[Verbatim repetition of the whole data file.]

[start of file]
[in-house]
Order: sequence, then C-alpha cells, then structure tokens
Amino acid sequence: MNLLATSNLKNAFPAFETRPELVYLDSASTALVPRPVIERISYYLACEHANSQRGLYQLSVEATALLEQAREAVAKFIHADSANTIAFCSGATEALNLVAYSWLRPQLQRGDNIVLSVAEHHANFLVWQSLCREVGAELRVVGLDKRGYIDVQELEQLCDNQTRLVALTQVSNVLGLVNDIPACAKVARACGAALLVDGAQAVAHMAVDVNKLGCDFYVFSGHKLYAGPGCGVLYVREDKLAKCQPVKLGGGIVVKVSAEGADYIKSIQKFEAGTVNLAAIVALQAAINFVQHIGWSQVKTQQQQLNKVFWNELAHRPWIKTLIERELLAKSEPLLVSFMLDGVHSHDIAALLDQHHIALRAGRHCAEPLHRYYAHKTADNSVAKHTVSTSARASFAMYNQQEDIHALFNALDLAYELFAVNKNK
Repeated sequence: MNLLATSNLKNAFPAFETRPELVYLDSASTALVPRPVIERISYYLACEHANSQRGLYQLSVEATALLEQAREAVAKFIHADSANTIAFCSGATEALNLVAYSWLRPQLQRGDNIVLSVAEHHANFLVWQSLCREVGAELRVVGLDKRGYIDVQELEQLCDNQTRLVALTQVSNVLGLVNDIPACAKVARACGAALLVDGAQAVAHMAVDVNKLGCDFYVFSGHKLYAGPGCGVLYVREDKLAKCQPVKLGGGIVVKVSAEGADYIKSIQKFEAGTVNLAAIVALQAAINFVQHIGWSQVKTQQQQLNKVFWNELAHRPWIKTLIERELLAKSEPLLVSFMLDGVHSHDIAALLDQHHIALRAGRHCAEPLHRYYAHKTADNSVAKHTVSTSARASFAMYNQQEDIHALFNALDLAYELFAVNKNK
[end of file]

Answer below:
[in-house]
Order: sequence, then C-alpha cells, then structure tokens
Amino acid sequence: MNLLATSNLKNAFPAFETRPELVYLDSASTALVPRPVIERISYYLACEHANSQRGLYQLSVEATALLEQAREAVAKFIHADSANTIAFCSGATEALNLVAYSWLRPQLQRGDNIVLSVAEHHANFLVWQSLCREVGAELRVVGLDKRGYIDVQELEQLCDNQTRLVALTQVSNVLGLVNDIPACAKVARACGAALLVDGAQAVAHMAVDVNKLGCDFYVFSGHKLYAGPGCGVLYVREDKLAKCQPVKLGGGIVVKVSAEGADYIKSIQKFEAGTVNLAAIVALQAAINFVQHIGWSQVKTQQQQLNKVFWNELAHRPWIKTLIERELLAKSEPLLVSFMLDGVHSHDIAALLDQHHIALRAGRHCAEPLHRYYAHKTADNSVAKHTVSTSARASFAMYNQQEDIHALFNALDLAYELFAVNKNK
Repeated sequence: MNLLATSNLKNAFPAFETRPELVYLDSASTALVPRPVIERISYYLACEHANSQRGLYQLSVEATALLEQAREAVAKFIHADSANTIAFCSGATEALNLVAYSWLRPQLQRGDNIVLSVAEHHANFLVWQSLCREVGAELRVVGLDKRGYIDVQELEQLCDNQTRLVALTQVSNVLGLVNDIPACAKVARACGAALLVDGAQAVAHMAVDVNKLGCDFYVFSGHKLYAGPGCGVLYVREDKLAKCQPVKLGGGIVVKVSAEGADYIKSIQKFEAGTVNLAAIVALQAAINFVQHIGWSQVKTQQQQLNKVFWNELAHRPWIKTLIERELLAKSEPLLVSFMLDGVHSHDIAALLDQHHIALRAGRHCAEPLHRYYAHKTADNSVAKHTVSTSARASFAMYNQQEDIHALFNALDLAYELFAVNKNK